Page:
#1
something to maybe pick up the process, other than just practicing more, which i am doing.
for instance: going from from an F major to a C7 back and forth, and landing my fingers on the chords properly.
seems like it isn't getting better and just comes out sloppy. especially when i go back and forth to each chord real fast, or try too.
thanks
begginer geetarest.
#2
Exact landing on chord transitions comes with time and practise. Eventually you don't even think about what each finger is doing, it just happens automatically.

Are you going from 133211 to X32310, or just XX3211 to X32310 ? The latter is quite easy, as fingers 1 2 3 retain a similar shape. The hard part is cleanly dropping the 4 little finger onto 3rd fret of G string.
#3
The most important thing to do when changing chords is placing all the fingers involved at the same time in one motion - do not place them one at a time one after the other. That bad habit will stick and slow you down.

No matter how slow you have to go at first, put all the fingers for the new chord down at the same instant. Try it in super slow motion to make sure, then gradually increase chord change speed, and make sure you do this for each new chord you learn so your hands do it right for all chords.
Quote by reverb66
I'm pretty sure the Bible requires that you play through a tube amp in Texas.
#4
gbaddeley I'm doing the 133211 to X32310. i'm cool with the time and practice. but i'm looking to get from point A to point B sooner than later if possible. 
begginer geetarest.
#5
PlusPaul yes. i am focusing on placing all my fingers at once. i'm trying to think of something to push my ability, to speed it up. my slowness on some chords is nerve rackingly slow, and still sounds like garbage. 
begginer geetarest.
#6
The speed you want to develop is clean articulate speed that feels effortless, natural, and sounds good. Play as slow as you need to keep those qualities and speed will come as an indirect result of working on doing all of the little mechanical things properly. Don't push for speed; focus on doing things smoothly, clearly, and comfortably, and let speed find its own way into your hands...
Quote by reverb66
I'm pretty sure the Bible requires that you play through a tube amp in Texas.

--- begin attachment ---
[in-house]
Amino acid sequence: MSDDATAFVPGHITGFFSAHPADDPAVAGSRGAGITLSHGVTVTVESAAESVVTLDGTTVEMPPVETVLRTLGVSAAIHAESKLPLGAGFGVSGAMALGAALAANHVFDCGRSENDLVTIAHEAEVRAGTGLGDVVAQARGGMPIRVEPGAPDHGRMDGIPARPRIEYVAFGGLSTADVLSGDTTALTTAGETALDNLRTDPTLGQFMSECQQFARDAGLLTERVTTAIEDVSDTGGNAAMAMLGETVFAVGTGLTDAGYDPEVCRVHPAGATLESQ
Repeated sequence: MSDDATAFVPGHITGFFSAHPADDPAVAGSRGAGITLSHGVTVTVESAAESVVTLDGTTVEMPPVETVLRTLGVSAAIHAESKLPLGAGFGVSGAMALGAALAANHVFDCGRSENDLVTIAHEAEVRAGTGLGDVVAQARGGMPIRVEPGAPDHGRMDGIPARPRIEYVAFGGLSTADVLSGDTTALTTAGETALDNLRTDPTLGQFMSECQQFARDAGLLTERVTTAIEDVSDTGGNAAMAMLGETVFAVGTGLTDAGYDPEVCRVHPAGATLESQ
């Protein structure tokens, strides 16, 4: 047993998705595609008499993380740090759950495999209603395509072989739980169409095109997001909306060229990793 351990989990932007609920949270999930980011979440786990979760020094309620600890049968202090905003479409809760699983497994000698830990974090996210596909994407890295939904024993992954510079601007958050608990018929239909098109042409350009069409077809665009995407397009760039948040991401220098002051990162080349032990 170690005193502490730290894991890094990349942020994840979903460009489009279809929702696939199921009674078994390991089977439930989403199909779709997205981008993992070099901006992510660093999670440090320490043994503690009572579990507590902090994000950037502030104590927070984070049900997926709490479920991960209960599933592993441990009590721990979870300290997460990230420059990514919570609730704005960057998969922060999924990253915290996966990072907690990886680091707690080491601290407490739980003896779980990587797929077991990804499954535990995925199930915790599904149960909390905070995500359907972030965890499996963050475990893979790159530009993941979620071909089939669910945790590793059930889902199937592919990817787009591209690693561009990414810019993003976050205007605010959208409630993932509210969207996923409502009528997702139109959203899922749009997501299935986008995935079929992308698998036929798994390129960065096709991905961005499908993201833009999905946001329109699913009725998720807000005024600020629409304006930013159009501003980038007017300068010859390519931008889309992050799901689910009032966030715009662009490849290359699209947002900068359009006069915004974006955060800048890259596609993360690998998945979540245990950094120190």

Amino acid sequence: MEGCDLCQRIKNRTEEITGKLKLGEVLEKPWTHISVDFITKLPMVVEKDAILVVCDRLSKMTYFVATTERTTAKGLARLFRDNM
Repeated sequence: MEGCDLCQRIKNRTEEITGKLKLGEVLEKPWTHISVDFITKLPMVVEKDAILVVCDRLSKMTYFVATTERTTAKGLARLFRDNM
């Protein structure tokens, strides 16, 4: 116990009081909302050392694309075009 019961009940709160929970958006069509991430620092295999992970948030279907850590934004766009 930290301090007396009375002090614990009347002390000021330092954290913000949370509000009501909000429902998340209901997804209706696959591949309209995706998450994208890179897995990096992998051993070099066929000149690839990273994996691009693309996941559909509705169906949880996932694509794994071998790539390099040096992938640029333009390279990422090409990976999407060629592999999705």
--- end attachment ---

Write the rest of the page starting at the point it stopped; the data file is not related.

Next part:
#7
Lloyd_rogers do you use justin's guitar course?  Sounds like his methods, such as the one-minute changes and air changes exercises, would help.  What might also help is what I did as a brand new player:

1-do the chord changes in the dark, never looking at the fretboard so I'd learn by feel
2-incorporate strumming patterns to the chord changes to make them more "real" as part of a song

www.justinguitar.com
Last edited by transwarp at Mar 10, 2017,
#8
PlusPaul that all makes sense. but i still want to find a tactic to pick up the speed accurately. maybe i shouldn't be in a hurry, but i would like to play one song that sounds normal. just for the satisfaction. 
begginer geetarest.
#10
Quote by Lloyd_rogers
PlusPaul that all makes sense. but i still want to find a tactic to pick up the speed accurately. maybe i shouldn't be in a hurry, but i would like to play one song that sounds normal. just for the satisfaction. 

Overcoming desire for instant gratification is our greatest challenge as guitarists and musicians.
Quote by reverb66
I'm pretty sure the Bible requires that you play through a tube amp in Texas.
#11
Quote by Lloyd_rogers
gbaddeley I'm doing the 133211 to X32310. i'm cool with the time and practice. but i'm looking to get from point A to point B sooner than later if possible. 

OK. Make the F shape and pick each string low to high, taking about 3 seconds. Each string must sound clean and sustained with no muffling or muting. Switch to C7 and do the same. These 2 chords require strength and accuracy in all 4 fingers.
#12
Lloyd_rogers The exercises that focus on improving the speed of chord changes can sometimes be rather simplistic, just changing back and forth between the two chords as many times as one possibly can in 60 seconds' time, so I began using a strumming pattern like D-U-D-U-D-U-D-U, etc for one bar and then switch to another chord keeping in time and rhythm so as to make the changes more akin to playing a song.  I might also stick another chord change on the 3-count within the bar so as to increase the number of changes while retaining the strumming.  It makes the changes more realistic and closer to actually playing a song, IMO.
#13
It is important that you practise with a pulse.  The technique I teach is firstly make sure both chords are clean.  When you know that the chords sound good, set up a metronome or drum machine to a fairly slow tempo (around 70bpm is fine).  Play the first chord and hold it for 4 beats.  Then, during the next four beats, change to the next chord.  Give yourself plenty of time.  You have to be relaxed to make sure your fingers move more easily.  Always think of the chord you are changing to, not the chord your fingers are on.  Cycle this around until you have completed four good changes in a row.  

Next, still using the pulse, play the first chord and as soon as you have played it, change to the next chord.  Wait until the end of the 4 beats of the pulse and then strum the second chord.  Change back to the 1st chord as soon as you have strummed it and repeat this until you can do four good repetitions.

Then add another strum on the 2nd beat.  You will now have only 2 beats in which to change chord.  Again, do four good repetitions and then add another strum, this time on beat 3.  You now have to change chord in the space of one beat.  Again, do four good repetitions.

Finally, add another strum on beat 4.  You now have to change chord in between beat 4 of the first bar and beat 1 of the second bar.  You should now be well on your way to bring able to change between any two chords.

For the record, the two chords I start pupils with are Em and G.  
Last edited by Majicmanmaj at Mar 10, 2017,